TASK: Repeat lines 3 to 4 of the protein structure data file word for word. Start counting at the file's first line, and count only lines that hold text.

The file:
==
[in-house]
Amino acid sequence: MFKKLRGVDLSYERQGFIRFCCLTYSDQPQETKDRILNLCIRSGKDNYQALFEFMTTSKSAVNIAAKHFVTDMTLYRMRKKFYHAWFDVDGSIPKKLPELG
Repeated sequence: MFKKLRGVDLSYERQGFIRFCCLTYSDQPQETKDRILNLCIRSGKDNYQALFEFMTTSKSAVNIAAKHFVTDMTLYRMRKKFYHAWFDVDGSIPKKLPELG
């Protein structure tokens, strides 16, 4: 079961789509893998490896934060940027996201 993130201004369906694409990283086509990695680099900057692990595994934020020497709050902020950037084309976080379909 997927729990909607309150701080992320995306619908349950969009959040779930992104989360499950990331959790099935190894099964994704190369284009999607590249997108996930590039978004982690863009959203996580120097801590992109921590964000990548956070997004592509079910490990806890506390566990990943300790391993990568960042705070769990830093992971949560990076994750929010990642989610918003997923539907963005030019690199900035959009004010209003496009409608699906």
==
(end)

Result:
Repeated sequence: MFKKLRGVDLSYERQGFIRFCCLTYSDQPQETKDRILNLCIRSGKDNYQALFEFMTTSKSAVNIAAKHFVTDMTLYRMRKKFYHAWFDVDGSIPKKLPELG
């Protein structure tokens, strides 16, 4: 079961789509893998490896934060940027996201 993130201004369906694409990283086509990695680099900057692990595994934020020497709050902020950037084309976080379909 997927729990909607309150701080992320995306619908349950969009959040779930992104989360499950990331959790099935190894099964994704190369284009999607590249997108996930590039978004982690863009959203996580120097801590992109921590964000990548956070997004592509079910490990806890506390566990990943300790391993990568960042705070769990830093992971949560990076994750929010990642989610918003997923539907963005030019690199900035959009004010209003496009409608699906």